In the middle of all these day-to-day (or at least night-to-night) duties, I am busy arranging the Master’s Jolly which, this year, will be to the Isle of Wight. I am trying to feature this less populated, but rather wonderful, part of the UK. This annual excursion is organised by the Master and Mistress and open to members of the Court. Although the event is, as the name suggests, a ‘jolly’, over the years we have come to see it as an essential part of building strong personal relationships across the Court, but outside of ‘business’. This year I hope to feature some of the island’s craftsmanship and, if the people come away with a different and more positive view of this beautiful place, Judy and I will have succeeded.

On Thursday the 23rd, the Mistress and I attended the Master Mason’s Banquet at Mansion House. It is always a privilege to attend Mansion House and walk past picture after picture that you are already half familiar with – I think the Mistress may be planning a Paviors’ event to view the art in more detail….more news on this later..

On the Tuesday of the following week I attended a Royal Society of Arts meeting in my home town of Salisbury. We discussed particularly the need to support younger people and I was rather pleased to speak about what the Paviors had achieved with the London Construction Academy in partnership with F M Conway and, particularly, how successful it had been in getting people into work in a sustainable way. Many are now interested if such a model could be reproduced in the Salisbury area.

On the 30th, I held some meetings to discover a little more about the London Construction Academy and our wider educational endeavours. It is very heartening to get close to the totality of what we are doing, and I have some ideas around education that I know the Charity Committee is keen to support. These will be discussed at their meeting in early April.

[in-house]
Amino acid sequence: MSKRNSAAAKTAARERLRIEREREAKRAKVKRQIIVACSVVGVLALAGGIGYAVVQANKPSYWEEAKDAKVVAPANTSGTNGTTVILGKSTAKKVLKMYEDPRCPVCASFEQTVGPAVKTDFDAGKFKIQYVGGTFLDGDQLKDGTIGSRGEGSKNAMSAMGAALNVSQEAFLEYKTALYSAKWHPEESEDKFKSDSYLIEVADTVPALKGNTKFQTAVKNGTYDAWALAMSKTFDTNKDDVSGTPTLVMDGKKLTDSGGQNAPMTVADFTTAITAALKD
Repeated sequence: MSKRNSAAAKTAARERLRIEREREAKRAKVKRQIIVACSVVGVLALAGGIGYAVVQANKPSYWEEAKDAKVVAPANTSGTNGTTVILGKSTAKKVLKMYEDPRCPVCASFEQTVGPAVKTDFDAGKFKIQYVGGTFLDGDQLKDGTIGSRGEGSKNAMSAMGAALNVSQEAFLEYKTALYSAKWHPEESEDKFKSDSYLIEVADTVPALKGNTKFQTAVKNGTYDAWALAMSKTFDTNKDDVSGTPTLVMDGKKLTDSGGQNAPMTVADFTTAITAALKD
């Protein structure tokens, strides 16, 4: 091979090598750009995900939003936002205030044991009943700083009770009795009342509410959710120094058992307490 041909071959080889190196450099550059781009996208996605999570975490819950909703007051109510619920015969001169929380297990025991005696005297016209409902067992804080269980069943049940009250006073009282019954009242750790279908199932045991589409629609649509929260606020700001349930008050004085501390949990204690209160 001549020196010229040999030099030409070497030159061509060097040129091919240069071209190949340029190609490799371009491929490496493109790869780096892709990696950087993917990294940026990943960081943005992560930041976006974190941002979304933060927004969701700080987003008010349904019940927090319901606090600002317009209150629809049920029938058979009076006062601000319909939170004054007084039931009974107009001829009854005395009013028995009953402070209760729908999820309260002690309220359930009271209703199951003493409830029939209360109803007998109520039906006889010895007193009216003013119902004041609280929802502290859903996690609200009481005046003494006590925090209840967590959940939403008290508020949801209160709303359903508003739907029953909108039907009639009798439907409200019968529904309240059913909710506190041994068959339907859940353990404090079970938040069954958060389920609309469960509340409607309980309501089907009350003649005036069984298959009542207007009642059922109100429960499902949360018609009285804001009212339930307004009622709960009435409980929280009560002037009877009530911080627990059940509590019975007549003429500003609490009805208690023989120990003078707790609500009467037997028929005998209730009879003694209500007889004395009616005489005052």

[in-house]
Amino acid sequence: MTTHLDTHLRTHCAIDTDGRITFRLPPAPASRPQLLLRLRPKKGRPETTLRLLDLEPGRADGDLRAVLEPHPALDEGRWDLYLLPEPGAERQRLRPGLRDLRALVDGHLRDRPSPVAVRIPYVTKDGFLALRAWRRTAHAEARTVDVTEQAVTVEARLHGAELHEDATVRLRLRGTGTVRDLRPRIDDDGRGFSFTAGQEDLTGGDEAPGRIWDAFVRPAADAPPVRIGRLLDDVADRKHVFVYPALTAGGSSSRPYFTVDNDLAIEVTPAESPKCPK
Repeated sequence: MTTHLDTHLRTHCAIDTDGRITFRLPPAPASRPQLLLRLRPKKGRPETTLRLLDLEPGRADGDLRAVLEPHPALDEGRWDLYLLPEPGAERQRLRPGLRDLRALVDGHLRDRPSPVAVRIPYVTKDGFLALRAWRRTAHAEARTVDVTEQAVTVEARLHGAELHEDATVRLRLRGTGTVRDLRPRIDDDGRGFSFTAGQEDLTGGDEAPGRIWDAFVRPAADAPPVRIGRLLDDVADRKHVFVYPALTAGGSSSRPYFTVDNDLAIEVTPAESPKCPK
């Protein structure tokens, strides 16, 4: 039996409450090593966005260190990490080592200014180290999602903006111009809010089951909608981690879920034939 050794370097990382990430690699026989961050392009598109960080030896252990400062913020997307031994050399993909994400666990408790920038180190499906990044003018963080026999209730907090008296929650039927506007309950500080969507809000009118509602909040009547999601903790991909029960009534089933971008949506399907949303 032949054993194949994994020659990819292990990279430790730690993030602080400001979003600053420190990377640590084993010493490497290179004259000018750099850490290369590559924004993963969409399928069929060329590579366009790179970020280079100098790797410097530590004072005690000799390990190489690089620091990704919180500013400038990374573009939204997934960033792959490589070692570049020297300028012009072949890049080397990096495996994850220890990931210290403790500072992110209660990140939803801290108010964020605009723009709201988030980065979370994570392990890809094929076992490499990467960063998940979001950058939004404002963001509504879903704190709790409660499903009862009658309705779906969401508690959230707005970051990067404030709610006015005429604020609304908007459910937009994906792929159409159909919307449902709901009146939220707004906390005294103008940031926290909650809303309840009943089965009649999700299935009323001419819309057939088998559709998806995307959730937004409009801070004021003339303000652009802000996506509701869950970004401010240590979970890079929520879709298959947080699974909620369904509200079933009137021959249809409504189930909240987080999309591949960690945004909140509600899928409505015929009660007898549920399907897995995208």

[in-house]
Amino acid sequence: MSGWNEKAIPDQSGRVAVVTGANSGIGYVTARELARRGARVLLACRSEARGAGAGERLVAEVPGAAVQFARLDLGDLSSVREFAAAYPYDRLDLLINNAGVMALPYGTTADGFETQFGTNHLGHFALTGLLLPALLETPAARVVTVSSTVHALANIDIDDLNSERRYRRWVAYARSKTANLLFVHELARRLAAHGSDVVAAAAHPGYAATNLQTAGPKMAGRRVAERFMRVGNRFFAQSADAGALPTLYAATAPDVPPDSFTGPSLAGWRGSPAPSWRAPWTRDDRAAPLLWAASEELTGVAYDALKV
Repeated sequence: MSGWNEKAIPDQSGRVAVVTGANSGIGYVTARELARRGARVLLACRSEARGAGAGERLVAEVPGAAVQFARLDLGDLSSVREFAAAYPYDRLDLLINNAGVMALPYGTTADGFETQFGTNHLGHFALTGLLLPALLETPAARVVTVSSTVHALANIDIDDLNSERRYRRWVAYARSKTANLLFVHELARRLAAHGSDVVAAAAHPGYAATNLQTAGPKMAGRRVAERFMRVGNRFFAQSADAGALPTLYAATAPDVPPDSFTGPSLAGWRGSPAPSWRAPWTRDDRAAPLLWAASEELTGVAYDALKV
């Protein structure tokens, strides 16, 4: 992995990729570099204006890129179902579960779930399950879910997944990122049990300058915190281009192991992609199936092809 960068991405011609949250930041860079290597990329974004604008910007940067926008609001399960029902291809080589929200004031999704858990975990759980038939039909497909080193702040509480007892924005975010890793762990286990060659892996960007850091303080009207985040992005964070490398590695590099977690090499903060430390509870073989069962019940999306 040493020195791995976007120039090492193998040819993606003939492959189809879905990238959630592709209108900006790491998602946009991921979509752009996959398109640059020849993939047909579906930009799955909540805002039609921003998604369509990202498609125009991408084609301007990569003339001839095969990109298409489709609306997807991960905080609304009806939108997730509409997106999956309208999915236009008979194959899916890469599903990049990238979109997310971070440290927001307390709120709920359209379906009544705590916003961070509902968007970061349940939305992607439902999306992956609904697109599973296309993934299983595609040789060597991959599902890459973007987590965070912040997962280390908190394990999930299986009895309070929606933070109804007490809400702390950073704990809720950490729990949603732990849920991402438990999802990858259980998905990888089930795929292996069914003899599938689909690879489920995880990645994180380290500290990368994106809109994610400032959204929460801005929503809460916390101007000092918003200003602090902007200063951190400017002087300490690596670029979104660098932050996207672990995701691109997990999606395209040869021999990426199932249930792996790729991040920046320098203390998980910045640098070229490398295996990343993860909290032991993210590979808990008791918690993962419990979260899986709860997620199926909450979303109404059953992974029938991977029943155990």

That evening, the Mistress and I attended The Masters’ and Prime Wardens’ dinner at the Mansion House. This is a spectacular event attended by nearly every Master in the City and their consorts (how could you miss it). We were sitting near Alderman and fellow Pavior, Tim Hailes, and I was warmly welcomed by the Lord Mayor and by Sheriff and Honorary Pavior, Alderman William Russell, who has subsequently invited me to lunch at the Old Bailey. The Lord Mayor gave an extremely entertaining and warm speech. It was an evening, the memory of which will, I think, stay with us forever. It is at moments like this that you get a real sense of the extraordinary privilege you have been granted.

The next morning, after a very comfortable evening spent at Charterhouse, the Mistress and I attended the United Guilds’ Service in St Paul’s Cathedral alongside fellow Paviors and the Clerk. While we waited for the ceremony to start, Michael Bear was recalling some of the Lord Mayor’s jokes from the evening before, which were really rather good. The service is extraordinarily moving and, when the city is gathered in force, it is a most impressive sight. If you have not been to this event (as I hadn’t), then I really urge you to attend and experience the splendour of it all.

My last engagement of the month was immediately after the United Guilds’ Service, when I attended the Cutlers’ Hall lunch where Paviors were guests of the Master. It was a great pleasure to speak at the lunch about the very close relationship that we have had and that we still retain with the Cutlers Company. My livery journey started with my interview in Cutlers’ Hall and I think it remains a genuine ‘special relationship’.

The Master and Mistress of the Cutlers also live in Wiltshire, also with four children, and he is also a keen workshop owner (you have to make your own entertainment in Wiltshire). It was getting late on a Friday afternoon, so the month ended with the four of us dashing for the door and for our transport west….
Miles Ashley